The word that Google has decided to stop supporting Internet Explorer 6 as of March 1 will come as welcome but bittersweet news to designers and developers who have wrestled for years to make perfectly compliant sites work properly in that wretched browser.
Welcome, because this could well be the death knell for IE6. You can make a legitimate case to clients that, hell, if Google isn't supporting it, why should they?
Oh, who the hell am I kidding? The only tragedy about IE6's passing is that it didn't happen three years ago, and involve giant snowmobiles with poison-tipped 12-inch spikes embedded in their treads. (And what do you want to bet the meddling feds would have some objection to poison-tipped 12-inch spike-riddled snowmobile treads? But I digress.)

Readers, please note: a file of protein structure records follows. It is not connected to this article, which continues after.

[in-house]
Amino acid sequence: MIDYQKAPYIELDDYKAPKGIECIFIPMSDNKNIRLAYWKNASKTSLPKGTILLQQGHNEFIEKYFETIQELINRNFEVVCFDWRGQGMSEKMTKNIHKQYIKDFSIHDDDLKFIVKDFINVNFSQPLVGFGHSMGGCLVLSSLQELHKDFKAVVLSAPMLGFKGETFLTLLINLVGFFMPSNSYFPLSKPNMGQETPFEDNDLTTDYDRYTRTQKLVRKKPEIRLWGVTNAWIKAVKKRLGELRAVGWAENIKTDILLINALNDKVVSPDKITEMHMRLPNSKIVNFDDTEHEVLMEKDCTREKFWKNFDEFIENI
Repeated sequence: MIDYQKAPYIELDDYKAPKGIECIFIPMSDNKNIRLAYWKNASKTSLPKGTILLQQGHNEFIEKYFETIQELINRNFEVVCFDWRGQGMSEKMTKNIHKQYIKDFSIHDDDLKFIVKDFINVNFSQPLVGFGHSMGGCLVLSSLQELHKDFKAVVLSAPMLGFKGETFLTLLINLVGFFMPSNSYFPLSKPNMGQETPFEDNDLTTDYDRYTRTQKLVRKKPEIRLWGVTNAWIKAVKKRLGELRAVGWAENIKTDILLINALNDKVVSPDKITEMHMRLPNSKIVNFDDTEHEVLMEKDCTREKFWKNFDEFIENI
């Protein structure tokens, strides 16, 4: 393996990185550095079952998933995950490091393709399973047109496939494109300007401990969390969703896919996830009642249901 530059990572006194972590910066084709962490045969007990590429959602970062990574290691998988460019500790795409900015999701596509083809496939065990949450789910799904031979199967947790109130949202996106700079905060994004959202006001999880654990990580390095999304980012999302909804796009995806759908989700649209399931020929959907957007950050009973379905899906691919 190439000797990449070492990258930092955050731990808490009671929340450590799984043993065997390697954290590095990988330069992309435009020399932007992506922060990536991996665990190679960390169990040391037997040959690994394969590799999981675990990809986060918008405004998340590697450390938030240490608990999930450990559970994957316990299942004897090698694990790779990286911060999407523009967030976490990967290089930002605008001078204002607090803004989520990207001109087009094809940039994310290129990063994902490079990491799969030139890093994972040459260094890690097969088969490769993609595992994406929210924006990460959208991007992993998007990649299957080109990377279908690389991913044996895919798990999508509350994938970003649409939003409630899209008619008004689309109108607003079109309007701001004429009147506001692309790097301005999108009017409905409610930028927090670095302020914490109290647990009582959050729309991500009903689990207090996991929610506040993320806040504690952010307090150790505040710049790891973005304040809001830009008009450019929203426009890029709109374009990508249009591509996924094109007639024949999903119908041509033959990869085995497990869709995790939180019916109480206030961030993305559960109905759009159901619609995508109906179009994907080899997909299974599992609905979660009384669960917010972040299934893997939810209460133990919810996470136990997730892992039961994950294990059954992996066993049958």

Consider the number of Web sites that have required major time-wasting workarounds. How many? 200,000? 300,000 at a very conservative estimate?
Say it took a developer two hours to get each site to work properly. That's 600,000 lost hours... or more than 1,643 years. And at an average life span of 67 years, that's... 25 lifetimes.
Now, if corporations can have the same rights as people, then surely abstract life-equivalent calculations can, too. Internet Explorer 6, you're under citizen's arrest for murder. That's right, murder. 25 counts.
Given how arbitrarily and unjustly the death penalty has been applied, I can't in all good conscience give in to the temptation to sentence IE6 to be taken from this place to a highly magnetic place and to be overwritten with zeroes until it is dead, and may Bill Gates have mercy on its soul.
Instead, install it on a computer that has also committed a heinous crime, seal it in a watertight box with a large solar panel affixed to each side, and set it adrift to live out the rest of its days on the shore of some deserted island. ("Hey, Professor, what's this?" "Don't touch it, Gilligan! It's IE6!!")
And then pop the cork on a bottle of champagne, and let the bells ring out. Ding dong, the Six is dead.